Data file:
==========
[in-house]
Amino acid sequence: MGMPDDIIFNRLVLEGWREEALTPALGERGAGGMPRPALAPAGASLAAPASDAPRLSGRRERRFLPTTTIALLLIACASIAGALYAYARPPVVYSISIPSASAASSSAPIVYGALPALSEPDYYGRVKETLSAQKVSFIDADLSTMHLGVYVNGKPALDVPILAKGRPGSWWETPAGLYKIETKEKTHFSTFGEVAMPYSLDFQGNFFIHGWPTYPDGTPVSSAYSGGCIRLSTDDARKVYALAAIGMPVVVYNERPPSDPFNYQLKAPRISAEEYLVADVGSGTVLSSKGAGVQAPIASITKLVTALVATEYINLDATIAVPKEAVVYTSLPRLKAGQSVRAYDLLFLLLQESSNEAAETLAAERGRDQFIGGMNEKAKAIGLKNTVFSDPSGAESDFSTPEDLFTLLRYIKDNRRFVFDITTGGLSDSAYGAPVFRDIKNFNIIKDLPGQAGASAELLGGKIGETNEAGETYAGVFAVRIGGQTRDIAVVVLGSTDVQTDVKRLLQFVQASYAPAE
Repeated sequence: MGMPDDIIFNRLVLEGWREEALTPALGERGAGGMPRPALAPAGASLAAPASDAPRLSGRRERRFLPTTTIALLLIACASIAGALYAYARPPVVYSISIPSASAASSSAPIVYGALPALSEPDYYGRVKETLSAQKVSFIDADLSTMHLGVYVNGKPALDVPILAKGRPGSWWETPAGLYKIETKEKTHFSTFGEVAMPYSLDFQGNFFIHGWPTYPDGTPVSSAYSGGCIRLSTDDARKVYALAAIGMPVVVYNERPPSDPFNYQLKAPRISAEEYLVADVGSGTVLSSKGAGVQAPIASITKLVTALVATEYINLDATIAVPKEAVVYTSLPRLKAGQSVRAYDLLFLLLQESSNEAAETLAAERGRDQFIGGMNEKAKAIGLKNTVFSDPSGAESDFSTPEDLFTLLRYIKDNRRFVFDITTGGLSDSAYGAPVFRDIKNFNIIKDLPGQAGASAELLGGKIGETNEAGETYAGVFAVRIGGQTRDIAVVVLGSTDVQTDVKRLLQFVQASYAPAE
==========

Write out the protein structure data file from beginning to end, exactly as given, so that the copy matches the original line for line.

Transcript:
[in-house]
Amino acid sequence: MGMPDDIIFNRLVLEGWREEALTPALGERGAGGMPRPALAPAGASLAAPASDAPRLSGRRERRFLPTTTIALLLIACASIAGALYAYARPPVVYSISIPSASAASSSAPIVYGALPALSEPDYYGRVKETLSAQKVSFIDADLSTMHLGVYVNGKPALDVPILAKGRPGSWWETPAGLYKIETKEKTHFSTFGEVAMPYSLDFQGNFFIHGWPTYPDGTPVSSAYSGGCIRLSTDDARKVYALAAIGMPVVVYNERPPSDPFNYQLKAPRISAEEYLVADVGSGTVLSSKGAGVQAPIASITKLVTALVATEYINLDATIAVPKEAVVYTSLPRLKAGQSVRAYDLLFLLLQESSNEAAETLAAERGRDQFIGGMNEKAKAIGLKNTVFSDPSGAESDFSTPEDLFTLLRYIKDNRRFVFDITTGGLSDSAYGAPVFRDIKNFNIIKDLPGQAGASAELLGGKIGETNEAGETYAGVFAVRIGGQTRDIAVVVLGSTDVQTDVKRLLQFVQASYAPAE
Repeated sequence: MGMPDDIIFNRLVLEGWREEALTPALGERGAGGMPRPALAPAGASLAAPASDAPRLSGRRERRFLPTTTIALLLIACASIAGALYAYARPPVVYSISIPSASAASSSAPIVYGALPALSEPDYYGRVKETLSAQKVSFIDADLSTMHLGVYVNGKPALDVPILAKGRPGSWWETPAGLYKIETKEKTHFSTFGEVAMPYSLDFQGNFFIHGWPTYPDGTPVSSAYSGGCIRLSTDDARKVYALAAIGMPVVVYNERPPSDPFNYQLKAPRISAEEYLVADVGSGTVLSSKGAGVQAPIASITKLVTALVATEYINLDATIAVPKEAVVYTSLPRLKAGQSVRAYDLLFLLLQESSNEAAETLAAERGRDQFIGGMNEKAKAIGLKNTVFSDPSGAESDFSTPEDLFTLLRYIKDNRRFVFDITTGGLSDSAYGAPVFRDIKNFNIIKDLPGQAGASAELLGGKIGETNEAGETYAGVFAVRIGGQTRDIAVVVLGSTDVQTDVKRLLQFVQASYAPAE